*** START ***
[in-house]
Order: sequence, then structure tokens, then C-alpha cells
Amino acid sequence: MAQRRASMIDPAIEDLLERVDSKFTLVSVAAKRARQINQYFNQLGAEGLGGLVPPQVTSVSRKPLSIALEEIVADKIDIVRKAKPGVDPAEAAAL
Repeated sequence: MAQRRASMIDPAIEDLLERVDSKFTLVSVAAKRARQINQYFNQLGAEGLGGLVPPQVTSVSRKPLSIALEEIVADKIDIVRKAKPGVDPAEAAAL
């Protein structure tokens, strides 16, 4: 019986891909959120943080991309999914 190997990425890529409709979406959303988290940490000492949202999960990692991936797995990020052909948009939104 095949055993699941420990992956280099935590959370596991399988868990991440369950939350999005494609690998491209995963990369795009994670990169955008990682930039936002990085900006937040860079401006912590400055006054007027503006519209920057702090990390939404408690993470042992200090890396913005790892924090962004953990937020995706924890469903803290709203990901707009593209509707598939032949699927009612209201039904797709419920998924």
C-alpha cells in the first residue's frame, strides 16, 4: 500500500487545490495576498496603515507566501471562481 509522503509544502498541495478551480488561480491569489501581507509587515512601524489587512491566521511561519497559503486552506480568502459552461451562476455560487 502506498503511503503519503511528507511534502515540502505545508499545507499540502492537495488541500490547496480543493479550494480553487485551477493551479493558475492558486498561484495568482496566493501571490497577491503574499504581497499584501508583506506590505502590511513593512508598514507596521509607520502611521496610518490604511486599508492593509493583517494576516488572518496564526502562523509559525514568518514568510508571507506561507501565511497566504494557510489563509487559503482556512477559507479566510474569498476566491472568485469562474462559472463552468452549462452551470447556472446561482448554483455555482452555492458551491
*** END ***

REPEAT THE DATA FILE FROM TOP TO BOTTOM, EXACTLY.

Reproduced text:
[in-house]
Order: sequence, then structure tokens, then C-alpha cells
Amino acid sequence: MAQRRASMIDPAIEDLLERVDSKFTLVSVAAKRARQINQYFNQLGAEGLGGLVPPQVTSVSRKPLSIALEEIVADKIDIVRKAKPGVDPAEAAAL
Repeated sequence: MAQRRASMIDPAIEDLLERVDSKFTLVSVAAKRARQINQYFNQLGAEGLGGLVPPQVTSVSRKPLSIALEEIVADKIDIVRKAKPGVDPAEAAAL
């Protein structure tokens, strides 16, 4: 019986891909959120943080991309999914 190997990425890529409709979406959303988290940490000492949202999960990692991936797995990020052909948009939104 095949055993699941420990992956280099935590959370596991399988868990991440369950939350999005494609690998491209995963990369795009994670990169955008990682930039936002990085900006937040860079401006912590400055006054007027503006519209920057702090990390939404408690993470042992200090890396913005790892924090962004953990937020995706924890469903803290709203990901707009593209509707598939032949699927009612209201039904797709419920998924």
C-alpha cells in the first residue's frame, strides 16, 4: 500500500487545490495576498496603515507566501471562481 509522503509544502498541495478551480488561480491569489501581507509587515512601524489587512491566521511561519497559503486552506480568502459552461451562476455560487 502506498503511503503519503511528507511534502515540502505545508499545507499540502492537495488541500490547496480543493479550494480553487485551477493551479493558475492558486498561484495568482496566493501571490497577491503574499504581497499584501508583506506590505502590511513593512508598514507596521509607520502611521496610518490604511486599508492593509493583517494576516488572518496564526502562523509559525514568518514568510508571507506561507501565511497566504494557510489563509487559503482556512477559507479566510474569498476566491472568485469562474462559472463552468452549462452551470447556472446561482448554483455555482452555492458551491